When the Muse Calls: Richard Aslan

Richard Aslan

Freelance Writer, Editor, and Project Maker
www.miniaturelion.co.uk 

My creative process begins with a need. This need might come from outside, or it might be internal. As a writer and a performance maker, my practice is diverse, and therefore the needs that stimulate it and the responses to them are also diverse. When writing, the need is most often an external one as I most often write to commission. I will receive a simple brief from my editors, and then it is largely up to me to discover a direction that the piece wants to go in.

My first step is to try and get some tangible sense of the ‘place’ involved, whether it is a real geographical location, or a place within an idea. I do this through watching videos, reading, talking to people, asking questions on social media, looking at photos. It is very important for me to try and create an experience for the reader that involves the body at large, and not just ideation and concept. If I have been to the place in question (or the ‘place’ in question) in my own body, then this is much easier. But if I haven’t, then I attempt to travel there virtually. I look for details, the people there, something that a child might remember perhaps, you know, like the kind of thing you hear from a child who visited the Niagara Falls; ‘It was loud and a seagull ate my sandwich.’

The world is not made up of grand narratives, so even in expressing a narrative that is grand, I think we have to create and transmit the detail. Actual text production is hard for me. The hardest part. I usually just cut and paste, write painful sentences that take half a day, drop things in, produce terrible clichés and embarrassing beginnings and endings. This process can take a while and feel a bit desperate, but eventually, I get to a version of the text I call ‘in shape’. It’s bad and awful and things, but all the information is in there, and there will be little precious juxtapositions of words that might even make it to the final cut.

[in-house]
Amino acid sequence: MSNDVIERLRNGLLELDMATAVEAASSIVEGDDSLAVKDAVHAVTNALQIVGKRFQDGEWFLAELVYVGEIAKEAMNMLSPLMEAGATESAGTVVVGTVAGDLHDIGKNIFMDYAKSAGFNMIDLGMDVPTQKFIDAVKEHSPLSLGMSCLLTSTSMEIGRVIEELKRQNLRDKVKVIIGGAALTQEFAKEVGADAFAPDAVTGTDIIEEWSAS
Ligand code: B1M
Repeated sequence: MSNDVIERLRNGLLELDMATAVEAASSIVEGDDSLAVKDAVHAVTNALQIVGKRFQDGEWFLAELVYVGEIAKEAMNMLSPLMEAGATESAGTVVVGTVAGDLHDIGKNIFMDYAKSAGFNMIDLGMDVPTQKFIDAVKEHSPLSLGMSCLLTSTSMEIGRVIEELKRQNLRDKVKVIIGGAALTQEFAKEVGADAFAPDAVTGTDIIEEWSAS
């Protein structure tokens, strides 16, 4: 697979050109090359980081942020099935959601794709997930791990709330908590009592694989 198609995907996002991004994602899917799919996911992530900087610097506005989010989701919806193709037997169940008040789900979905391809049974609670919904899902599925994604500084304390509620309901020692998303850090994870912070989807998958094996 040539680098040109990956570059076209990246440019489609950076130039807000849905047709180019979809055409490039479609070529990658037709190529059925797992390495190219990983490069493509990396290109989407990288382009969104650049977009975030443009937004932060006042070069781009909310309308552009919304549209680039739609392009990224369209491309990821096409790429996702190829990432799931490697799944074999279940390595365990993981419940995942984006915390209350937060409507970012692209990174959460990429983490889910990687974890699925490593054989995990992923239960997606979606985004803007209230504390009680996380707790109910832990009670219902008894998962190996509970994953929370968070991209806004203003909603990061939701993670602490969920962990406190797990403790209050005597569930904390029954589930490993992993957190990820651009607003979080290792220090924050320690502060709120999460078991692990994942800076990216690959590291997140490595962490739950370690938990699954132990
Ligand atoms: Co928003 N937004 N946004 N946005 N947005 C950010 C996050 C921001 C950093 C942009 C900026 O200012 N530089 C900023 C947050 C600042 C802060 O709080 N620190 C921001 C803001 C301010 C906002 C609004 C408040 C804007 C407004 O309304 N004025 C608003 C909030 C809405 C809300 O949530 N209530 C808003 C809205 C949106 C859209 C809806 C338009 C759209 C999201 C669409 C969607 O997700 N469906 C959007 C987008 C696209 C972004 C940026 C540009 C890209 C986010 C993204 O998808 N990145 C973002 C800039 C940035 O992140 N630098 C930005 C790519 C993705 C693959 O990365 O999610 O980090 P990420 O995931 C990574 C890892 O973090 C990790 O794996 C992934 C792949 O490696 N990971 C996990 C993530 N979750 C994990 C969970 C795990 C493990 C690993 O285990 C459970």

With a sigh of relief, I leave the production phase and head into the editing phase. I love editing. I edit over and over and over and over again. My method is to press return a few times so I knock the text down the page, and then rewrite it a few lines above. I find this enables me to really feel the flow of the language each time in my hands as well as in my eyes and in my brain. I will do it a minimum of… five times? Sometimes many, many more.

I will try to work on one text at a time so it gets its own internal tensions, its own culture, if you like. I will shave and plump, tweak and squeeze down to word count. I take great pride in getting a piece that should be 1,000 words to be exactly 1,000 words, sometimes, when I need to feel proud. My partner reads my text and highlights ‘the crap bits’ in yellow. He’s good at it. Then I edit the yellow bits, maybe edit it a couple hundred more times then…! Suddenly, the text will tell me it is finished. Often with no warning. It is a feeling like getting the key to turn a dodgy lock. Ah! A sigh and everything rolls, as one. Clunk, and slide. I like everything I write when it gets to this point. It’s like we have history by then, me and the text. I like some things a lot. I like the things best of all that I can actually see in my head, and feel under my fingertips, noticing things I hadn’t noticed before, even though I know I invented them. There is a great word in German: Kopfkino – literally ‘head cinema’. That goes halfway. I’m aiming for a Kopf-und-KörperKino.

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